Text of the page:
If there’s anything that I’ve learned about sports fans over the years, it is that they always love an underdog, at least up until the point that they might actually be counted upon. As a group, the Pittsburgh Steelers fan base has certainly thrown its weight behind some pretty questionable talent in the recent past, though we’ve also done quite well with guys like Mike Hilton and Alejandro Villanueva.
I can’t think of a bigger ‘underdog’ story this offseason though than ‘tight end’ Christian Scotland-Williamson (number 49 pictured above), and I put tight end in quotation marks because he has never even played football before, let alone that position.
As you’re surely aware by now if you’re a regular reader, Scotland-Williamson is an international player awarded to the Steelers through a program the NFL runs. As an international player, he earns a roster exemption and will be permitted to serve as an 11th man on the team’s practice squad if they choose to retain him, though I believe it might restrict him from actually being signed to the 53-man roster while under that exemption.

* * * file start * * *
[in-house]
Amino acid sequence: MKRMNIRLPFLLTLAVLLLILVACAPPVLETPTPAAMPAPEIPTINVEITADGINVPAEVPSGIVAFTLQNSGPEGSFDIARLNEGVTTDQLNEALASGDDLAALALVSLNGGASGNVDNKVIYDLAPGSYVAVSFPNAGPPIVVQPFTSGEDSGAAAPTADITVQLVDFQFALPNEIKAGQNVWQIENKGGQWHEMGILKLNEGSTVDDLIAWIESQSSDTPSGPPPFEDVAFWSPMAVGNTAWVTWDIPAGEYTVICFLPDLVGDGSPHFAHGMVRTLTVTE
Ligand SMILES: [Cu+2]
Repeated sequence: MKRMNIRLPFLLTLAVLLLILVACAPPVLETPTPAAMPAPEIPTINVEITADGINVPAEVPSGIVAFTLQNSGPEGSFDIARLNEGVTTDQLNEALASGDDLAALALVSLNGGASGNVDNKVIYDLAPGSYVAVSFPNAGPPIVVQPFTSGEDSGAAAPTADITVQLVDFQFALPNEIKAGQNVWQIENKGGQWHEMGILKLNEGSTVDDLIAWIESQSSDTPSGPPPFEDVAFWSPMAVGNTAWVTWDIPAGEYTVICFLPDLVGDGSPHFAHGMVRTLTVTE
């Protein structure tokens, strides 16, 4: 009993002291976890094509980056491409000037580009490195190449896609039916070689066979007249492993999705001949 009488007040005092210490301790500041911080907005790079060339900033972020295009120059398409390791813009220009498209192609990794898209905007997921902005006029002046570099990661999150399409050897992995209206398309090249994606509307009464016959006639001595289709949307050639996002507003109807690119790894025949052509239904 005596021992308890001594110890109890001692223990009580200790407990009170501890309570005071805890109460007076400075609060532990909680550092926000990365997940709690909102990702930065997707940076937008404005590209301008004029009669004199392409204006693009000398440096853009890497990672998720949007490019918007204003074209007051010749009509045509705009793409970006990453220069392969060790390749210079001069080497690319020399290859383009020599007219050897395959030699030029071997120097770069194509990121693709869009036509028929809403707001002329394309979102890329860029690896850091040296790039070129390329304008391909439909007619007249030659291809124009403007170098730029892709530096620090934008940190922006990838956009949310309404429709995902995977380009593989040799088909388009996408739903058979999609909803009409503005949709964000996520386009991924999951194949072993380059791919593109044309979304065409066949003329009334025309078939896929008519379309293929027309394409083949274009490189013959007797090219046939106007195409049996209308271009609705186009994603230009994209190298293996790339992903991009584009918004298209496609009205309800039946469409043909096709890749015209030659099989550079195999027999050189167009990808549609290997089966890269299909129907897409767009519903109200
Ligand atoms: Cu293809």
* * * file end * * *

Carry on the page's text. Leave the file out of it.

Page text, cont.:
Of course if he becomes that good they should just sign him to a regular contract. But we have a long way to go before we get anywhere near that conversation, and the English rugby player knows that as well as anybody.
He recently spoke to ESPN about his progress in transitioning and stressed how much of a change it was from rugby to American football simply because of the playbook, which he says is massive and has filled up his evenings trying to dissect.
He said that the team has installed “600 or 700 plays by now”, pointing out that “in rugby you don’t have nearly as much detail to learn because it’s not an intermittent game, there aren’t the same number of stops and starts so you can’t script as much”.
I don’t know much of anything about rugby, but Scotland-Williamson suggested that the positions he plays in the sport have some equivalence to NFL positions, including one that had him “used to calling a menu and running off a script of sorts”, yet added that “the depth of the [NFL] playbook is another level”.
It hasn’t always been this way, but the life of an NFL player has truly become virtually a 24/7 job, with the exception of extended periods of the offseason. They used to have other jobs in the offseason. Now they earn millions upon millions of dollars, but they work for it extensively, and are tasked with perpetually staying at peak physical and mental condition.
“It’s been a real eye-opener as when people watch on a Sunday, they might not think much goes into it”, the would-be tight end said at the end of minicamp. “But it’s a full-time occupation. The past five weeks have been up at 5:30 a.m. and in the facility for 6 a.m. and you read the playbook until you go to sleep, so it’s been all-consuming”.